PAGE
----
Short Story Ideas About Violence, after Doris Lessing

By Sam Wilson
panel of knife, fist, gun

By Sam Wilson

This story was the joint runner-up of Right Now’s Fiction Competition, judged by Anna Funder and Tony Birch. Read the shortlist here

The composer of a hit song, now a music producer, discovers that his song is being used to torture prisoners suspected of terrorism in a secret facility. He has a friend that was killed in the September 11 attacks. He contacts Amnesty International to see what he can do to stop them using his music. After appearing on several major news programs where he talks about his outrage at these acts, he comes home to find his wife has left him. While he is thinking about his potentially costly divorce, he receives his royalty cheque in the mail.

A woman who was injured slightly in the Bali bombings, and who has never been interviewed or called to testify, finds herself being called a liar at a party after she tells someone her story. Because she never told anyone she was there, there is no one at the party to back her up. She walks out into the night.

A man who regards himself as having a keen political mind finds everyone impossible to talk to after a major national tragedy. He is driven to despair over the ensuing hysteria. After getting into a drunken argument with his best friend in a bar over the subject, and on his way home alone, he stumbles and falls into the path of a car. Everyone he is close to believes it to be a suicide.

After her son is killed in a robbery while working in a convenience store, a woman travels to Australia to collect his body and retrace his final moments. She discovers he was living with a girlfriend at the time. When she also sees the flat screen television they purchased together she laments that this is what he was working in the convenience store for. She returns home with her son’s remains, without a word to the girlfriend.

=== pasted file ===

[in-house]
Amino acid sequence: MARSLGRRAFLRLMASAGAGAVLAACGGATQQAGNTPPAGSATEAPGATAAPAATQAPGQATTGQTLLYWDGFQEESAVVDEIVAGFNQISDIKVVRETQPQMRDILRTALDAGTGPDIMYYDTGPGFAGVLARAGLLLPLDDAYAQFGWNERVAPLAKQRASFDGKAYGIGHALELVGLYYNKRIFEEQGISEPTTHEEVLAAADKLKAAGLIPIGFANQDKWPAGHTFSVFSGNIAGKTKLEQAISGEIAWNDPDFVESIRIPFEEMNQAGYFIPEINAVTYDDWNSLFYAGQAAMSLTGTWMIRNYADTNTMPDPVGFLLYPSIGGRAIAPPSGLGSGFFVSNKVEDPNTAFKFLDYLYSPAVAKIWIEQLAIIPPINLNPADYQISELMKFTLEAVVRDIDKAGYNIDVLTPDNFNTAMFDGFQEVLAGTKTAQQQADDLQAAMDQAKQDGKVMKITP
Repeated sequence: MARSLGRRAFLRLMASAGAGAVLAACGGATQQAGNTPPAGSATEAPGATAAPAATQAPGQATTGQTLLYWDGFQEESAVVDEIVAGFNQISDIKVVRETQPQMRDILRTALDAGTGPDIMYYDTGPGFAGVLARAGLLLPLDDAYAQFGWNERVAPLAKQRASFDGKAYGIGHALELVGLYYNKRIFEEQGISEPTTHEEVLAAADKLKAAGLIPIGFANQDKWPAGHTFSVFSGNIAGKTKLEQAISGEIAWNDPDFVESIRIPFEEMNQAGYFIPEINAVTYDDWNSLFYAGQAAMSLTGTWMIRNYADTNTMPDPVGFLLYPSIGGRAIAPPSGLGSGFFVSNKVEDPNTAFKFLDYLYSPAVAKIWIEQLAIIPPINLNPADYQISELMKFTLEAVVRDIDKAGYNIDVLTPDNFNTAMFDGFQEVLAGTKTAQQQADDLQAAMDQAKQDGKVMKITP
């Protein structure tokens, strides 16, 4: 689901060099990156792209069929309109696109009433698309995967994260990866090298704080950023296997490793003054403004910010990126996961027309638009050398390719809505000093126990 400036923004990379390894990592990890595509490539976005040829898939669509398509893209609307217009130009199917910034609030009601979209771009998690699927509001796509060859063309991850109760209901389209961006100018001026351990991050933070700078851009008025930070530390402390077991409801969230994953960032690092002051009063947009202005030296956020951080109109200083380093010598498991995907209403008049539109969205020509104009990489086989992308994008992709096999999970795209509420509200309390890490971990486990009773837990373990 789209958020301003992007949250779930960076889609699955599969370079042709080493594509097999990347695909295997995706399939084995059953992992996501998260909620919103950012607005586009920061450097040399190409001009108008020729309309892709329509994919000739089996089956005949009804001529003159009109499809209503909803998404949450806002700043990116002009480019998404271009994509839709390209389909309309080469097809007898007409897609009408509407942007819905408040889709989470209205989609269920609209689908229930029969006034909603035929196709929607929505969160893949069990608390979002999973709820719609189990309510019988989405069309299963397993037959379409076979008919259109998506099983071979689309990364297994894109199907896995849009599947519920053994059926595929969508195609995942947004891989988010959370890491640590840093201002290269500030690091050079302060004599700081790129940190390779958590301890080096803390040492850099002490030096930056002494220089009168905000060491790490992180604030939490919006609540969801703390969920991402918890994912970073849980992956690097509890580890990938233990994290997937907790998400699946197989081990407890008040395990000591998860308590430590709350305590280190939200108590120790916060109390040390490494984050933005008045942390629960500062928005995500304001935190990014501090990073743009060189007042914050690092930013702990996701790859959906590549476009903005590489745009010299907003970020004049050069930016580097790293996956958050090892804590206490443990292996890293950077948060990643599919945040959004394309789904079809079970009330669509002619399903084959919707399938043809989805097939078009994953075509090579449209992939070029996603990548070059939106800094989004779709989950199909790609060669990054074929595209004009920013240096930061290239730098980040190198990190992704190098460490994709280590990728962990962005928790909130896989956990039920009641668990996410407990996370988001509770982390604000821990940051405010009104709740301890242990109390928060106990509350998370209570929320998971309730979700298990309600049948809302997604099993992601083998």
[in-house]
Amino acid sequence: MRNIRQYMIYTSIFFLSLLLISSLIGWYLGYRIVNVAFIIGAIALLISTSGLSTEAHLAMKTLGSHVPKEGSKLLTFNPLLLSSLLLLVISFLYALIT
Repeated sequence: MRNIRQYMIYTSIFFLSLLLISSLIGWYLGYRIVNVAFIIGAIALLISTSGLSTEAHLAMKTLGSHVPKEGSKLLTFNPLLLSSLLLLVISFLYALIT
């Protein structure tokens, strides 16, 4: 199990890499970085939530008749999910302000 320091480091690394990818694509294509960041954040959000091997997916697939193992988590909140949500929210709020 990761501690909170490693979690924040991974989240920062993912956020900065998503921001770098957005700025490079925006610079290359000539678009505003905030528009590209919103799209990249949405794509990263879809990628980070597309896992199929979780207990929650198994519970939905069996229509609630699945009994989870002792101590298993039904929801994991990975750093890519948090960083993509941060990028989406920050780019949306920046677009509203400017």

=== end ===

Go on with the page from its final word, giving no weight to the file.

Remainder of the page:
A serial killer films his victims while killing them. After a time the reader discovers they are reading the story from the killer’s perspective; it was so hard to tell because he is also watching the murders from the outside.

A serial killer, no matter how obvious he thinks he’s being, cannot seem to have his actions recognised by the police. He becomes obsessed with reading the papers every time he murders a new victim. He decides to escalate his crimes by targeting journalists.

A serial killer is caught only one kill in, by dumb luck. Both the police and himself are unsure what the consequences would have been otherwise.

A young man, frustrated in love, kills the object of his affection when they are in class together. Then, without knowing why, he kills as many other people in the class as he can, before turning the gun on himself.

A doctor, rendered a deaf-mute from being tortured in his home country of Iraq, emigrates to Australia to leave his past behind him. A social worker decides that his symptoms are psychosomatic, and badgers him into heavy medication. One day, in a stupour, he is hit by a car while crossing the street. As a result of other tests, Doctors confirm that he is a deaf-mute as a result of brain damage, and that the condition is permanent. Unable to come off his medication unassisted, the social worker, unapologetic, suggests he go into a closed facility to wean himself off. He kills himself.

A woman finds herself in a violent relationship with a man. Her friends, a group of university graduates and intellectuals, shun her when, after repeated violent episodes, she does not leave him. Several years later they learn that he has killed her. One of the intellectuals writes a novel based on the incident.

A woman, recovering from her past abuse at the hands of her father, becomes a volunteer at a refugee drop in centre. Seeing her relationship with her father in some of the relationships between the refugees she meets, she encourages some of the women to leave their families. Some of the families do not come back to the centre. After an investigation by the head of the centre, she is expelled.

A television writer, appalled by news of terrorist suspects being tortured by his country, pitches a television series about an American soldier being captured and tortured, and the psychological effects on him and his family. A television producer hears of this, and instead turns it into a thriller, where the audience waits to find out if this has turned the soldier into a terrorist. The writer, defeated and rueful, does not give up the business like he thinks he should, and instead turns to drink.